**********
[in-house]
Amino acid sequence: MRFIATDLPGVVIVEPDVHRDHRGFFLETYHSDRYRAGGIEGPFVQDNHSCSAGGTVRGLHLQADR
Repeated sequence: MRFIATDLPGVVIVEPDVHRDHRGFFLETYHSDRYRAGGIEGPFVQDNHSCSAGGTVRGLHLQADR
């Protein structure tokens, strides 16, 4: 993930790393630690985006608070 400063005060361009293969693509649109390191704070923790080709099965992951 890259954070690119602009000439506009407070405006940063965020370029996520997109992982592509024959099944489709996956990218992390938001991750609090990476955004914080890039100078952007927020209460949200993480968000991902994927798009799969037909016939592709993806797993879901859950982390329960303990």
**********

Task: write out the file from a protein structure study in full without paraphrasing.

[in-house]
Amino acid sequence: MRFIATDLPGVVIVEPDVHRDHRGFFLETYHSDRYRAGGIEGPFVQDNHSCSAGGTVRGLHLQADR
Repeated sequence: MRFIATDLPGVVIVEPDVHRDHRGFFLETYHSDRYRAGGIEGPFVQDNHSCSAGGTVRGLHLQADR
């Protein structure tokens, strides 16, 4: 993930790393630690985006608070 400063005060361009293969693509649109390191704070923790080709099965992951 890259954070690119602009000439506009407070405006940063965020370029996520997109992982592509024959099944489709996956990218992390938001991750609090990476955004914080890039100078952007927020209460949200993480968000991902994927798009799969037909016939592709993806797993879901859950982390329960303990």